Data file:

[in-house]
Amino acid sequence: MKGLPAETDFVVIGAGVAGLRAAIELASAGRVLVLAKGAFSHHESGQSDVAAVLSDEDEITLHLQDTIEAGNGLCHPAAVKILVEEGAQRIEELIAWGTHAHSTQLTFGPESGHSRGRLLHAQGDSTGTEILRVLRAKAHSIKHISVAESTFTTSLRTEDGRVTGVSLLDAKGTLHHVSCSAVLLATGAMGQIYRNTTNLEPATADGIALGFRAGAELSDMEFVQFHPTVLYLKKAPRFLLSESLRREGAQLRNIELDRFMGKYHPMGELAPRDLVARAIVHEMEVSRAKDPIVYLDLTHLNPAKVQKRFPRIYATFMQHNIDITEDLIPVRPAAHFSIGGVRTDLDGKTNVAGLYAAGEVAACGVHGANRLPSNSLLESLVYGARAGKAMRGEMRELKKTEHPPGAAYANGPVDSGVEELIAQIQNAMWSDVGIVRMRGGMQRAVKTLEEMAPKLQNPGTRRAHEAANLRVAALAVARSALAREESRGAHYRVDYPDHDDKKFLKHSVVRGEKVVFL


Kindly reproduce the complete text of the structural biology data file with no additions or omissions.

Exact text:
[in-house]
Amino acid sequence: MKGLPAETDFVVIGAGVAGLRAAIELASAGRVLVLAKGAFSHHESGQSDVAAVLSDEDEITLHLQDTIEAGNGLCHPAAVKILVEEGAQRIEELIAWGTHAHSTQLTFGPESGHSRGRLLHAQGDSTGTEILRVLRAKAHSIKHISVAESTFTTSLRTEDGRVTGVSLLDAKGTLHHVSCSAVLLATGAMGQIYRNTTNLEPATADGIALGFRAGAELSDMEFVQFHPTVLYLKKAPRFLLSESLRREGAQLRNIELDRFMGKYHPMGELAPRDLVARAIVHEMEVSRAKDPIVYLDLTHLNPAKVQKRFPRIYATFMQHNIDITEDLIPVRPAAHFSIGGVRTDLDGKTNVAGLYAAGEVAACGVHGANRLPSNSLLESLVYGARAGKAMRGEMRELKKTEHPPGAAYANGPVDSGVEELIAQIQNAMWSDVGIVRMRGGMQRAVKTLEEMAPKLQNPGTRRAHEAANLRVAALAVARSALAREESRGAHYRVDYPDHDDKKFLKHSVVRGEKVVFL